As wholesale wealth managers, it’s fair to say that when it comes to wealth in New Zealand, we see the top 10%.

They’ve made money in business, property, or from years of diligent saving. They’re thinking people who want to continue to protect and grow their wealth.

Property has been a big generator of fortune. But that super-cycle looks about to be coming to a brutal end. Something I’ve been warning of for the past few years, copping a lot of flak for doing so.

At the moment, we’re seeing quite an aggressive bear market clawing away wealth in the financial markets. This last month has been so bloody, you can pretty well taste the fear.

The property people will say: ‘At least I’ve got my money in a roof over my head, or rentable land and buildings. Those values won’t fall too much…and I’ll only lose if I have to sell.’


A ‘ghost estate’ of unoccupied homes in Ireland, circa 2010. Irish house prices fell 54% from 2007 to 2013.
Source: Daily Mail


Receiverships stall house settling in Ormiston, Auckland.
Source: DDL Homes


Unfortunately, wealth held in property is starting to sink.

Given its size in this economy, that has wider ramifications.

But we’ll get to that…



As for the bear market in equities…


Is it going to get worse? And how long will it last?

Seeing profits turn to loss in a brokerage account is painful. We’re invested in the same strategy as our clients. You eat your own cooking in this business.

Life and investing are far from problem-free. But a paper-loss in a bear market that might only endure for a period of time is not the end of the world.

When pernicious problems do arise, I recall teachings from one of the most powerful books I’ve ever read.

Man’s Search for Meaning. Viktor Frankl.

Frankl somehow survived the Nazi concentration camps.

The lasting message I took, and try to operate by, is this: any situation can be improved by positive action.

Selling during a market low, unless you absolutely need the money, will probably be a negative action.

People in countries like New Zealand, especially in the wealthiest 10%, sometimes suffer a little ‘comfort damage’. They’ve mainly seen asset prices rise. They’ve mainly lived a comfortable life.

Not all are mentally prepared to deal with the highly uncomfortable feeling of loss, however transitory.

You instinctively see this. Immigrants from more troubled lands often make great investors because they’ve spent half their life managing loss and renewal.


Positive action when the outlook is fearful


The positive action I’m taking in this bear market is to buy shares in quality companies at sharp prices. Having been through a few market cycles, I know these opportunities don’t come along very often.

Yet there’s a painful risk riding on this strategy.

What if this bear market runs for years? Think of the ’70s. Or Japan’s Lost Decade.

But history is on our side. Most bear markets are much shorter than bull markets. Cash has to eventually find a productive home again.

A study from Invesco of S&P 500 performance since the 1960s found that bear markets on average last not more than 11.7 months, with an average loss of –34%. But bull markets lasted 55.1 months, with an average gain of 154%.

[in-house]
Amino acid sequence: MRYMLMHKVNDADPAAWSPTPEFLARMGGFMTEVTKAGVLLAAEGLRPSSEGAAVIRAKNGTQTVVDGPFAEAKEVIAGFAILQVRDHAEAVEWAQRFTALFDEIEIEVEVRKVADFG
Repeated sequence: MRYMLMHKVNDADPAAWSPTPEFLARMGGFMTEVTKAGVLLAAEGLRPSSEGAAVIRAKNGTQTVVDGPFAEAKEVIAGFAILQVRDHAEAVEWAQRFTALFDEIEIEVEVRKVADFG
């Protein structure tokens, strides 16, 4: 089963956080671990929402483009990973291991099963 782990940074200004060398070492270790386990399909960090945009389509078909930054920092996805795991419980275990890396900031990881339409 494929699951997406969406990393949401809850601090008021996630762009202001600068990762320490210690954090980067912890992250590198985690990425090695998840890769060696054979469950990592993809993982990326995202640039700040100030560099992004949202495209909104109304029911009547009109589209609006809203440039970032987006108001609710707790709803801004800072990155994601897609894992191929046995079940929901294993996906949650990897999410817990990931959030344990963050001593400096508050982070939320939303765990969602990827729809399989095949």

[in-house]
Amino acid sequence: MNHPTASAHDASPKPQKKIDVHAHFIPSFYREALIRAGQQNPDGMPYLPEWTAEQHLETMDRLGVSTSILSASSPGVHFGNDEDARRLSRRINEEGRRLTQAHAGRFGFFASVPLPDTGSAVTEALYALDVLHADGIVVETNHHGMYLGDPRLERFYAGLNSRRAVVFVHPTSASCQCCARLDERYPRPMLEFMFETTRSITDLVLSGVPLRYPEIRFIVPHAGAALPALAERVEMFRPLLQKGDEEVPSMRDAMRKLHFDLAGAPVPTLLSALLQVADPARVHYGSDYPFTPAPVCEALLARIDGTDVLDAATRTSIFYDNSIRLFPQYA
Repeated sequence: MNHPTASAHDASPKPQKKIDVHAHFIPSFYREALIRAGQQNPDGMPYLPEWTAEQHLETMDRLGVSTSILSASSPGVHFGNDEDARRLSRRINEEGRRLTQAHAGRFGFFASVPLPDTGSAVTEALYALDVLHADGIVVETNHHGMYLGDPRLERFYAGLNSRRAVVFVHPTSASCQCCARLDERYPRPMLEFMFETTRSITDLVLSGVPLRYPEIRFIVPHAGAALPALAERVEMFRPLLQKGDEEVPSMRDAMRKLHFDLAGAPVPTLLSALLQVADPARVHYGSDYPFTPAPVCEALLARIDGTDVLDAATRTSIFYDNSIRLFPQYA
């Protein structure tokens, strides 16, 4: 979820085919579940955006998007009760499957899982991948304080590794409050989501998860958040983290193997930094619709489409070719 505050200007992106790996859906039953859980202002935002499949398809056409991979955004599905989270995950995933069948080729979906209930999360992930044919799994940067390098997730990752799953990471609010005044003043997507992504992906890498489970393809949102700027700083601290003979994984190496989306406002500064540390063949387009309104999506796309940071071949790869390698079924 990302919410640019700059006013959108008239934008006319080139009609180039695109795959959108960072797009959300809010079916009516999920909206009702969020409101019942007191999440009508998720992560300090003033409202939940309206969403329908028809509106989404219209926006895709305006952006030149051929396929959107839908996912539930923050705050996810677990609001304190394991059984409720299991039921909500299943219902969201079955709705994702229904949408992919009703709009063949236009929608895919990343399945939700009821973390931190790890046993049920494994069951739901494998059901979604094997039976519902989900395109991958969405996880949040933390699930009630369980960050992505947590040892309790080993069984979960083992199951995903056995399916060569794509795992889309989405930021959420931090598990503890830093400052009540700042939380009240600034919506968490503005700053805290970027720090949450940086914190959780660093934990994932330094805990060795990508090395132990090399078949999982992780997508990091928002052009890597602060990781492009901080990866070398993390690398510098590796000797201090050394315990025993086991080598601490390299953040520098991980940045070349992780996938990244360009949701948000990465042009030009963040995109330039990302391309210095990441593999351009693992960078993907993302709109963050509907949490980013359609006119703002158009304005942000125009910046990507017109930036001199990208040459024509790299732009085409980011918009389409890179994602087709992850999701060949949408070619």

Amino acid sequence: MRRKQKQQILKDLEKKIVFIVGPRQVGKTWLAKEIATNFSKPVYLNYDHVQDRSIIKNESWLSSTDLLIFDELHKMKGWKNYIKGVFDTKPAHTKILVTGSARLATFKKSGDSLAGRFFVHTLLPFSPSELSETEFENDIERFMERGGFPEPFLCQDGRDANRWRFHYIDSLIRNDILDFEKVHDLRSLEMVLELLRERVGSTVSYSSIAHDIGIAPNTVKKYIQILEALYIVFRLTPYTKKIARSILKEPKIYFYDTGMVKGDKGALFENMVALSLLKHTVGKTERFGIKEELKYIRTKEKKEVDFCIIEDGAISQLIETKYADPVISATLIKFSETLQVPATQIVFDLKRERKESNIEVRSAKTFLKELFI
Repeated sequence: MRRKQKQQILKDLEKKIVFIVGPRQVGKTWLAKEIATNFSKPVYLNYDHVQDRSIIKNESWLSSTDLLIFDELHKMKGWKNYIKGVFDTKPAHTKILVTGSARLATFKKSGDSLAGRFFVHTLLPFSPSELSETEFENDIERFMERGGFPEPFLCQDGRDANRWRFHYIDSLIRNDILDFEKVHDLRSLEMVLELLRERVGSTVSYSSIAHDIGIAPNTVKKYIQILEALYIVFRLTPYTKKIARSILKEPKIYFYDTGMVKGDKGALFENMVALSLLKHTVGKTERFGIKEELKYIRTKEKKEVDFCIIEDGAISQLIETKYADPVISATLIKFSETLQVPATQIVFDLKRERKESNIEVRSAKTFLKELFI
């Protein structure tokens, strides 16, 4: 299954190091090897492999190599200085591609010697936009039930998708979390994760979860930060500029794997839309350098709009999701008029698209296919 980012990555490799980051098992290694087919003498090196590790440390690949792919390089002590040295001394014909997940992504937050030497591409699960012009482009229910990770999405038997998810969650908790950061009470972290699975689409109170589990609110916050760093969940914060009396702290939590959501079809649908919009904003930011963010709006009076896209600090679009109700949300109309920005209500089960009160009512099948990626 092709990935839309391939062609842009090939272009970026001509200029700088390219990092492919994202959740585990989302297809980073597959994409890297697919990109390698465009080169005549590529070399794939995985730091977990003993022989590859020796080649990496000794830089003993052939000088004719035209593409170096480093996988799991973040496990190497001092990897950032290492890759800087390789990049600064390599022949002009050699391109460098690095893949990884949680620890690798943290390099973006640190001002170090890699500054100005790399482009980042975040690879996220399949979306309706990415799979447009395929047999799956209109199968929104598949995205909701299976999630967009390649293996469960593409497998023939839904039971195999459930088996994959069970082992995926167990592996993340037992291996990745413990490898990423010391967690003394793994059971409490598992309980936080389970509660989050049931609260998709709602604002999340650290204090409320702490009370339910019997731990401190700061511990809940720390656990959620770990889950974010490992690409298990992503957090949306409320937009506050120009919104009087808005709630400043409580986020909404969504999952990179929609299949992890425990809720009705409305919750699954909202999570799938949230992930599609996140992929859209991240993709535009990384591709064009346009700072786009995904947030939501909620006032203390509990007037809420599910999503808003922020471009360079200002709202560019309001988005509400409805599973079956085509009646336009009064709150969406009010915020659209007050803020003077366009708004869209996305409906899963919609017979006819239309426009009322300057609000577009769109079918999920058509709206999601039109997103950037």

Source: Invesco


These days, markets are more fluid. I contend we could bounce out of bear markets faster.

But isn’t the world more unstable than ever before?

Isn’t the global world order, based on US hegemony following WWII, now facing existential threats on many fronts?

Let’s briefly examine the risk events…

Inflation and a credit crunch


Quantitative easing was used to soothe pandemic lockdowns. Economies are dealing with the after-effects of loose monetary supply.

At the same time, they have to deal with an interest-rate shock. An oil shock. And, still, the tail end of a supply shock.

Growing up in the 1970s and ‘80s, this seems very relative.

Petrol became so scarce, there were carless days. My father followed a government initiative to convert the family car to CNG.

In the mid-‘80s, variable mortgage rates hit 20% here in New Zealand. I recall taking up a term deposit with the National Australia Bank at 16%.

But in real terms, we were still scrambling.

Today, variable mortgages might be around 5.8%.

This is not too far from the historic average interest rate since 1311 AD of 4.78%.

Sure, they may go higher. And it is a shock, since for some, rates have effectively doubled.

Yet the outlook for equities may not be as bad as many think.

Many of the companies we follow and invest in are showing increasing earnings. Some have too much capital. So are buying back shares and increasing dividends. But the stock prices are often still being caught in wider market malaise.

Maybe they’re being oversold.

Now central banks are being responsive. A little late for some. But it does seem they can reduce price growth. Without destroying employment.

We’re already seeing home prices fall. According to The Economist, declines in microchip, shipping, and fertiliser pricing suggests inflation may have already peaked.